A WEAVER’S TOUCH
Kitchener-Waterloo guild keeps age-old craft alive,
KITCHENER— A group of women work deftly and with sharp focus as they feed long strands of teal, blue and green yarn into a large loom to prepare it for weaving.
These artisans use age-old techniques to practise an ancient textile tradition that still thrives today. Although commercial weaving has declined over the years, hand weaving continues to be popular among fibre enthusiasts.
“It’s a fun hobby for mathematically-inclined people as well as artistically-inclined people,” said Susan Neff, a member of the Kitchener-Waterloo Weavers’ and Spinners’ Guild.
The process of weaving creates cloth by interlacing threads together using a wooden loom.
Even before the loom was invented sometime in the 17th century, weavers made cloth with sticks and yarn.
Spinning and weaving are among the oldest textile traditions and at one time were essential skills for women to have to create fabric for clothing.
As a modern hobby, artisans continue to use the same skills, terminology and patterns that have been used for centuries.
Most modern artisans don’t practise this ancient craft to turn a profit. They want to preserve it. The Kitchener-Waterloo guild’s goal today is the same as it was when it was formed 70 years ago.
“This is a great way to connect with history. We’re trying to keep these skills alive,” Neff said.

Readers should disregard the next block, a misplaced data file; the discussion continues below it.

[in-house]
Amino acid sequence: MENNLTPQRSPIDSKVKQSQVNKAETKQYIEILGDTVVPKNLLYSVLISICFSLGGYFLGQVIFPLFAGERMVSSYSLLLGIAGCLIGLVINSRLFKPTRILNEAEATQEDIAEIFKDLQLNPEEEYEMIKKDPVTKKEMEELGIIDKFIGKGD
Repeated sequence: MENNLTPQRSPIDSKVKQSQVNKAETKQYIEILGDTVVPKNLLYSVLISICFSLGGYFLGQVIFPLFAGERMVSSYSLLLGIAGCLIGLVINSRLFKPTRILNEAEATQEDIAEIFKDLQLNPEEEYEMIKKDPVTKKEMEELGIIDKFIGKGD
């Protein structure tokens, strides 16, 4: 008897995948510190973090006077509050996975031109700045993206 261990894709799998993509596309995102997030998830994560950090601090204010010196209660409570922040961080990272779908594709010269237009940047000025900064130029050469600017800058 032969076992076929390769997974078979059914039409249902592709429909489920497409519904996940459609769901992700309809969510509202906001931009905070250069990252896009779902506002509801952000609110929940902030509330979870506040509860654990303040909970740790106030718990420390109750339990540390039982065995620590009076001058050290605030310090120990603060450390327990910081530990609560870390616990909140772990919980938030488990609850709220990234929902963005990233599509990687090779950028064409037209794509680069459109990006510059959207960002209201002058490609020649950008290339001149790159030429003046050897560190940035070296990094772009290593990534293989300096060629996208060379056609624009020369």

The guild was founded by a group of local women who wanted to share their knowledge of this traditional art form.
The founding group would get together at members’ homes to weave, share looms and learn from each other. Neff said the last surviving founding member died just a few weeks ago.
Now the group runs a studio in Kitchener inside a former elementary school turned synagogue. The main studio space is full of looms and has an extensive lending library with vintage pattern books that can be quite difficult to find.
Looms range in size from large floor looms that require multiple people to operate to smaller individual looms and tabletop looms.
Linda Cain sits at a small floor loom weaving a scarf, her foot pumping the treadle rhythmically as she sweeps a shuttle — a hand-held wooden tool that holds thread — across the loom to create the interlacing effect of woven fabric. The repetitive motions are soothing for Cain.
“I really love doing it. It’s a full-body thing,” she said. “I get lost in it.”
The relaxing, meditative qualities of both spinning and weaving are a big draw.
“This is a hobby for a lot of different types of people,” Neff said.
Members in the local guild range from bookkeepers to visual artists.
She watches her peers meticulously thread 12 yard-long strands of yarn through a loom to prepare it to weave a dozen tea towels. Setting up the loom is a cumbersome process that can take hours.
“We don’t do this to make money,” said Judy Ginsler, a member of the guild. She stands on one side of the loom and carefully wraps the yarn over a wooden roller. The yarn is wrapped between sheets of paper so it doesn’t get tangled during the weaving process.
For more information about the guild, go to kwws.org.